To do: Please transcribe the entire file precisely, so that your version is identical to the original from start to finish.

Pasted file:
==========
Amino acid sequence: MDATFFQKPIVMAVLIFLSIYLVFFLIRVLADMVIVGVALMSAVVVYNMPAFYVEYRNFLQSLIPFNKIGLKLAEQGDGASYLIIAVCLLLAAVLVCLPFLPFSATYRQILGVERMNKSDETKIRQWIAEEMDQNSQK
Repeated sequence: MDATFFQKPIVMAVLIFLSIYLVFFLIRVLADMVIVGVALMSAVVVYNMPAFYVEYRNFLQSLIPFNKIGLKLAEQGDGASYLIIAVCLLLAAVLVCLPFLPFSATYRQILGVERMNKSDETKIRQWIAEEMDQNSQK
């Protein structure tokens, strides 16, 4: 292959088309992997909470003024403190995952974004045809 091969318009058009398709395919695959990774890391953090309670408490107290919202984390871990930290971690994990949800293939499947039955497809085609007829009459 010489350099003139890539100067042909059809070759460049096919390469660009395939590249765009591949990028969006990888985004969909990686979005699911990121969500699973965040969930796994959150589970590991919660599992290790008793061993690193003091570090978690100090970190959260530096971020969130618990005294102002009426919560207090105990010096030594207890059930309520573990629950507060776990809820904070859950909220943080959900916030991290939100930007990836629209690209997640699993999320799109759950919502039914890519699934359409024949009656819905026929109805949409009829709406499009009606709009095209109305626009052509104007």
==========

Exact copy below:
Amino acid sequence: MDATFFQKPIVMAVLIFLSIYLVFFLIRVLADMVIVGVALMSAVVVYNMPAFYVEYRNFLQSLIPFNKIGLKLAEQGDGASYLIIAVCLLLAAVLVCLPFLPFSATYRQILGVERMNKSDETKIRQWIAEEMDQNSQK
Repeated sequence: MDATFFQKPIVMAVLIFLSIYLVFFLIRVLADMVIVGVALMSAVVVYNMPAFYVEYRNFLQSLIPFNKIGLKLAEQGDGASYLIIAVCLLLAAVLVCLPFLPFSATYRQILGVERMNKSDETKIRQWIAEEMDQNSQK
């Protein structure tokens, strides 16, 4: 292959088309992997909470003024403190995952974004045809 091969318009058009398709395919695959990774890391953090309670408490107290919202984390871990930290971690994990949800293939499947039955497809085609007829009459 010489350099003139890539100067042909059809070759460049096919390469660009395939590249765009591949990028969006990888985004969909990686979005699911990121969500699973965040969930796994959150589970590991919660599992290790008793061993690193003091570090978690100090970190959260530096971020969130618990005294102002009426919560207090105990010096030594207890059930309520573990629950507060776990809820904070859950909220943080959900916030991290939100930007990836629209690209997640699993999320799109759950919502039914890519699934359409024949009656819905026929109805949409009829709406499009009606709009095209109305626009052509104007």